This simple exercise has helped me turn that harsh voice inside my head into my inner cheerleader. For several years, every night I note in my journal notable activities I have accomplished that day. Earlier this month, I added a new section “Affirmation/Celebration” to acknowledge myself for the big and small things that I do every day. On days when I’m not particularly productive, my inner critic is having a field day. I beat myself up for being lazy and push myself to do more. But when I sit down at night to write down my affirmation, I am able to be compassionate to myself and turn the criticism into encouragement. Some of the affirmations I have written in this scenario are:

  • “I release outdated thinking that efforts equal results.”

  • “I strike a healthy balance between doing and resting.”

  • "I honor my body's needs and give myself the gift of rest.”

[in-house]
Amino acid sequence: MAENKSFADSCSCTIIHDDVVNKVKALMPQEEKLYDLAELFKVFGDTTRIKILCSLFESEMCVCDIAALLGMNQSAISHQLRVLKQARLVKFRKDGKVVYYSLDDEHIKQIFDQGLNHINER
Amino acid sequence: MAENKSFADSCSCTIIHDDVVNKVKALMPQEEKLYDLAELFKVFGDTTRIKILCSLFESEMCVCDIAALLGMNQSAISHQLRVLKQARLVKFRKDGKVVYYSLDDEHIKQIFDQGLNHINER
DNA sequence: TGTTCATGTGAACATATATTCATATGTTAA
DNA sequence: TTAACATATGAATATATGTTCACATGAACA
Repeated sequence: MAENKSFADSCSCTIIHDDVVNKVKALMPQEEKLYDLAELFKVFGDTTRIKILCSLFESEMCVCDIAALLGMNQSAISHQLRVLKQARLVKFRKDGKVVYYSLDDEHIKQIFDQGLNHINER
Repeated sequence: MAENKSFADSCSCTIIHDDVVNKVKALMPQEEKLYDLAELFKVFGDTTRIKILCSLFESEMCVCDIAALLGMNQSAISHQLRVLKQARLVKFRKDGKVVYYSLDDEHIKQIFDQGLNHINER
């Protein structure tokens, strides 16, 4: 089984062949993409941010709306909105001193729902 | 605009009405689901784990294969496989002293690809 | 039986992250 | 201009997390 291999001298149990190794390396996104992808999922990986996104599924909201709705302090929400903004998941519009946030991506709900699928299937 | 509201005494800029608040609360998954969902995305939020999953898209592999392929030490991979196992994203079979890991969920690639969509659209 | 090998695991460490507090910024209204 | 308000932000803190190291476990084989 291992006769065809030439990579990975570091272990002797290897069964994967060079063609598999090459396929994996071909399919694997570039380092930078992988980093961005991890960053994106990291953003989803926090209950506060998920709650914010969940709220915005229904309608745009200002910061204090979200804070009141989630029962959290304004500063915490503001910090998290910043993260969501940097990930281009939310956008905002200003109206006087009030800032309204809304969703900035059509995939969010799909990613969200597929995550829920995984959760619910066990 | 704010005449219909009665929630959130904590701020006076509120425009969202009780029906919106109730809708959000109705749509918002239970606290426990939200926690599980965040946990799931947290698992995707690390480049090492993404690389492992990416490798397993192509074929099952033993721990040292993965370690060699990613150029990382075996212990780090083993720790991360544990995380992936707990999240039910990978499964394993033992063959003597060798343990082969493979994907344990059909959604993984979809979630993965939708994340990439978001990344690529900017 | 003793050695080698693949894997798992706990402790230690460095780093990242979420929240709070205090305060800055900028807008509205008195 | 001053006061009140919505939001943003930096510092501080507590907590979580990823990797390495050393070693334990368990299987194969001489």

On a day when I tried a new work approach, and my inner critic was busy pointing out all the things that were not perfect, I wrote: “I celebrate me for my courage and willingness to step outside of my comfort zone.”


It’s only been a few weeks since I started writing these affirmations, and I already sense the shift in me. It’s not that my inner critic has gone away, but I am now better able to see the bigger picture and cheer myself on for all the hard work that I do that usually goes unacknowledged. More and more, I am even able to playfully nudge my inner critic and get her to begrudgingly admit that she’s actually proud of me. Just like any relationship, it takes time and effort to nurture trust and understanding. But befriending your inner critic and turning them into your inner cheerleader is one of the deepest ways to nurture self-love, self-worth, and compassion.